The Dolphins, Raiders, Browns, Vikings and Giants have each made three first-round picks in a draft over the past decade, and all five teams would have to admit to missing on at least one of those first-rounders.
What good is three first-rounders if at least one, and maybe two, don’t pan out?
For the draft, quantity isn’t as valuable as quality. The hit percentage for first-rounders, by many NFL personnel standards, is about 50 to 60 percent, with percentages going higher in the upper half and lower in the second.
At 15, 16 and 19 – the second of three tiers – the Eagles were positioned in that 50- to 55-percent range, which means there’s just as good of a chance at missing on the pick as hitting.
Three years ago, the players who went 15th, 16th and 19th, respectively, were wide receiver Jerry Jeudy (Broncos), cornerback A.J. Terell (Falcons) and cornerback Damon Arnette.
Terrell is coming off an excellent second season with Atlanta, while Jeudy played just 10 games and saw his yards-per-game average drop from his rookie season. Arnette’s legal issues led to him being cut midway through his second season with Las Vegas and released again by the Chiefs.
From 2009 to 2019, at least one player in the 15/16/19 grouping every year has become either an average NFL player or below average/bust, which lends credence to the notion that if you have three-first round picks, you really just have two.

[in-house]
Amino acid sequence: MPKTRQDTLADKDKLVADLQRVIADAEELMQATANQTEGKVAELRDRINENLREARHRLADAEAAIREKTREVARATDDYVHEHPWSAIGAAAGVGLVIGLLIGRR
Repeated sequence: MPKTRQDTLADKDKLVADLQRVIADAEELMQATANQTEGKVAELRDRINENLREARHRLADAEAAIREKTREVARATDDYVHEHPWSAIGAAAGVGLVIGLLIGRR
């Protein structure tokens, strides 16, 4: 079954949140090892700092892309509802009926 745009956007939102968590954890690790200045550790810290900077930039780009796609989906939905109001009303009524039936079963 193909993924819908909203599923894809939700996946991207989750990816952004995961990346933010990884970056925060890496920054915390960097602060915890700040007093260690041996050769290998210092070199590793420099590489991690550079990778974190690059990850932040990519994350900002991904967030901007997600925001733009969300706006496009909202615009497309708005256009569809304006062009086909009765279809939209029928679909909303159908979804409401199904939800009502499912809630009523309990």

It wouldn’t be shocking if Roseman packaged 15 and 18 to move up into a top-10 slot, an area more ripe for producing Pro Bowl talent, or if he packaged a first-rounder with a Day 2 pick to move slightly up and increase his overall hit percentage.
On Their Radar
Roseman might have to package both first-rounders to bring in Ahmad “Sauce” Gardner, the former Cincinnati Bearcat and top overall cornerback prospect who’s expected to go top 10, maybe top five.
The Eagles have shown plenty of interest in Gardner during the pre-draft process and welcome him to the Novacare Complex on Sunday for one of their allotted 30 visits.
Would Roseman use a top-10 pick on a cornerback? He’s never used a first-round pick on a defensive back since taking control of all personnel decisions in 2016. The Eagles haven’t taken a corner in the first round since drafting Lito Sheppard out of Florida in 2002 – almost 20 straight years.
However, Roseman came close last year to moving up for Alabama cornerback Patrick Surtain, according to multiple sources. Surtain went to the Broncos at ninth overall. Roseman then moved up from 12th to 10th for Surtain’s college teammate, DeVonta Smith.
If he wants to make more of a modest move up, maybe two or three spots, Roseman could have his eyes on LSU cornerback Derek Stingley Jr. or Oregon defensive end Kayvon Thibodeuax.
Also, don’t rule out the possibility of Roseman sticking at 15 and then using the 18th pick as trade bait to move down to acquire more assets.
– Geoff Mosher (@geoffmoshernfl) is co-host of the “Inside the Birds” podcast and staff writer for InsideTheBirds.com.